The sky hangs over Anayat, in the middle of the Anayat Sea, like an inverted wineglass, a glass whose wine had been spilled, a purple wine of which Anayat was the last precious drop. For that is Anayat in the crepuscule, purple and mellow, sparkling and warm and effulgent when there is a moon, cool and heady and sensuous when there is no moon.
One may drink of it and forget what lies beyond a thousand miles, beyond a thousand years; one may sip it at the top of a jagged cliff, nearer peace, nearer God, where one can see the ocean dashing against the rocks in eternal frustration, more moving, more terrible than man’s; or touch it to his lips in the lush shadows of the dama de noche, its blossoms iridescent like a thousand fireflies, its bouquet the fragrance of flowers that know no fading.
Zita sat by her open window, half asleep, half dreaming. Francisco B. Reteche; what a name! What could his nickname be. Paking, Frank, Pa… The night lay silent and expectant, a fairy princess waiting for the whispered words of a lover. She was not a bit sleepy; already she had counted three stars that had fallen to earth, one almost directly into that bush of dama de noche at their garden gate, where it had lighted the lamps of a thousand fireflies. He was not so forbidding now, he spoke less frequently to himself, more frequently to her; his eyes were still unseeing, but now they rested on her. She loved to remember those moments she had caught him looking when he thought she did not know. The knowledge came keenly, bitingly, like the sea breeze at dawn, like the prick of the rose’s thorn, or–yes, like the purple liquid that her father gave the visitors during pintakasi which made them red and noisy. She had stolen a few drops one day, because she wanted to know, to taste, and that little sip had made her head whirl.
Suddenly she stiffened; a shadow had emerged from the shrubs and had been lost in the other shadows. Her pulses raced, she strained forward. Was she dreaming? Who was it? A lost soul, an unvoiced thought, the shadow of a shadow, the prince from his tryst with the fairy princess? What were the words that he whispered to her?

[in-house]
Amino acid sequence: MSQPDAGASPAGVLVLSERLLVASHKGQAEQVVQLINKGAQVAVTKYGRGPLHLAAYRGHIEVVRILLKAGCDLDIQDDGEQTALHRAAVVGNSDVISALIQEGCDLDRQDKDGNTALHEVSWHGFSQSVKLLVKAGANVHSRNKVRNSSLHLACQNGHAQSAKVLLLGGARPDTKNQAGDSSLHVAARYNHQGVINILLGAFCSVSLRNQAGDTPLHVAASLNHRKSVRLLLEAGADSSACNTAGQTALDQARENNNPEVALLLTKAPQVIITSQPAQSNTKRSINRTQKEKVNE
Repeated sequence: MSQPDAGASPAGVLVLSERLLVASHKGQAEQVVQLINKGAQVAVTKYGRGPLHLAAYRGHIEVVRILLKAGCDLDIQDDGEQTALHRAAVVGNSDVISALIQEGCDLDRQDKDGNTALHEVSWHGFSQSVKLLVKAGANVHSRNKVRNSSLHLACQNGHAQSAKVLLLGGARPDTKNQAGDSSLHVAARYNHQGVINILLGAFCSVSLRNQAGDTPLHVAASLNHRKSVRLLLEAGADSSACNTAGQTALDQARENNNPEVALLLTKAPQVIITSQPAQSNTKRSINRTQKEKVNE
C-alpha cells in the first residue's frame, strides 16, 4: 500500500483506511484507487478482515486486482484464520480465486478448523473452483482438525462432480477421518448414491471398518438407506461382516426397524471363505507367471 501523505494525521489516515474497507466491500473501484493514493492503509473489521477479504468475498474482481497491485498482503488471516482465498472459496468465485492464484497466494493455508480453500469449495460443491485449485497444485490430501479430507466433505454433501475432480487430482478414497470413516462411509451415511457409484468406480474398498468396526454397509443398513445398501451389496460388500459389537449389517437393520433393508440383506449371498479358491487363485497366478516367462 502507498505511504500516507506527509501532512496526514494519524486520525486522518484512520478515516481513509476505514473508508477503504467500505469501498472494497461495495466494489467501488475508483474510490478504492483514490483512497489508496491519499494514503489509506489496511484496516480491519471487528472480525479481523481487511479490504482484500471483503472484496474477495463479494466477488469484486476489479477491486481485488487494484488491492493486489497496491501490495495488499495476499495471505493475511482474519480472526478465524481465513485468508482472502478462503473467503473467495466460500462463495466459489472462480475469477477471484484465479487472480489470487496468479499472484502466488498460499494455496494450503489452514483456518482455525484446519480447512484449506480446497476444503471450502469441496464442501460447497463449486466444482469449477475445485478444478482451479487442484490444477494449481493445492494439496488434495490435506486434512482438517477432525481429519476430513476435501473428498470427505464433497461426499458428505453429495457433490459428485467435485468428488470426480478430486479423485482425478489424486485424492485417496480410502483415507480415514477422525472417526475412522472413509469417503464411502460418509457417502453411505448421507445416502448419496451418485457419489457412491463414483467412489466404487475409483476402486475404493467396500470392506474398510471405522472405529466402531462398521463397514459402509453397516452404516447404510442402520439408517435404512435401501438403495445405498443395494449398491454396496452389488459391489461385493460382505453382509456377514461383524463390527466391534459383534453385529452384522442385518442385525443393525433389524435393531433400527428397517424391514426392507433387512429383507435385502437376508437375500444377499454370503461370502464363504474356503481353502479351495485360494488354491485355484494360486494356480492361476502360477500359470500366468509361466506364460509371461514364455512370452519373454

They who have been young once say that only youth can make youth forget itself; that life is a river bed; the water passes over it, sometimes it encounters obstacles and cannot go on, sometimes it flows unencumbered with a song in every bubble and ripple, but always it goes forward. When its way is obstructed it burrows deeply or swerves aside and leaves its impression, and whether the impress will be shallow and transient, or deep and searing, only God determines. The people remembered the day when he went up Don Eliodoro’s house, the light of a great decision in his eyes, and finally accepted the father’s request that he teach his daughter “to be a lady.”
“We are going to the city soon, after the next harvest perhaps; I want her not to feel like a ‘provinciana’ when we get there.”
They remembered the time when his walks by the seashore became less solitary, for now of afternoons, he would draw the whole crowd of village boys from their game of leapfrog or patintero and bring them with him. And they would go home hours after sunset with the wonderful things that Mr. Reteche had told them, why the sea is green, the sky blue, what one who is strong and fearless might find at that exact place where the sky meets the sea. They would be flushed and happy and bright-eyed, for he could stand on his head longer than any of them, catch more crabs, send a pebble skimming over the breast of Anayat Bay farthest.